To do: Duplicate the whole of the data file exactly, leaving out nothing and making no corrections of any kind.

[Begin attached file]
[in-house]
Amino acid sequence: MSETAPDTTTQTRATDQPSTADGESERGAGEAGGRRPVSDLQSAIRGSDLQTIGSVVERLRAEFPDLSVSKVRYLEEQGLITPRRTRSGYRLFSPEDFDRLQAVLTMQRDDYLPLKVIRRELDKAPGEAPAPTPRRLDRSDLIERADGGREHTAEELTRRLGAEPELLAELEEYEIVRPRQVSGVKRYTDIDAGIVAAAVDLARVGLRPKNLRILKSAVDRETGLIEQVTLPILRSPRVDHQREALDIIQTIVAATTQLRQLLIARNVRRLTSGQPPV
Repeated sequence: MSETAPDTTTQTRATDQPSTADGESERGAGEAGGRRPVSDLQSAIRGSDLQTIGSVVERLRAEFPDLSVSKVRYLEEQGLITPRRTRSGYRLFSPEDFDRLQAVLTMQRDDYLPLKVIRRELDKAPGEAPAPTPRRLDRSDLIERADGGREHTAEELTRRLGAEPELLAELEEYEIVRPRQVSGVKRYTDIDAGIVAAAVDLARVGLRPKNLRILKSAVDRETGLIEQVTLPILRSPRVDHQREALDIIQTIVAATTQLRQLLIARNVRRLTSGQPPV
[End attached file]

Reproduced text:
[in-house]
Amino acid sequence: MSETAPDTTTQTRATDQPSTADGESERGAGEAGGRRPVSDLQSAIRGSDLQTIGSVVERLRAEFPDLSVSKVRYLEEQGLITPRRTRSGYRLFSPEDFDRLQAVLTMQRDDYLPLKVIRRELDKAPGEAPAPTPRRLDRSDLIERADGGREHTAEELTRRLGAEPELLAELEEYEIVRPRQVSGVKRYTDIDAGIVAAAVDLARVGLRPKNLRILKSAVDRETGLIEQVTLPILRSPRVDHQREALDIIQTIVAATTQLRQLLIARNVRRLTSGQPPV
Repeated sequence: MSETAPDTTTQTRATDQPSTADGESERGAGEAGGRRPVSDLQSAIRGSDLQTIGSVVERLRAEFPDLSVSKVRYLEEQGLITPRRTRSGYRLFSPEDFDRLQAVLTMQRDDYLPLKVIRRELDKAPGEAPAPTPRRLDRSDLIERADGGREHTAEELTRRLGAEPELLAELEEYEIVRPRQVSGVKRYTDIDAGIVAAAVDLARVGLRPKNLRILKSAVDRETGLIEQVTLPILRSPRVDHQREALDIIQTIVAATTQLRQLLIARNVRRLTSGQPPV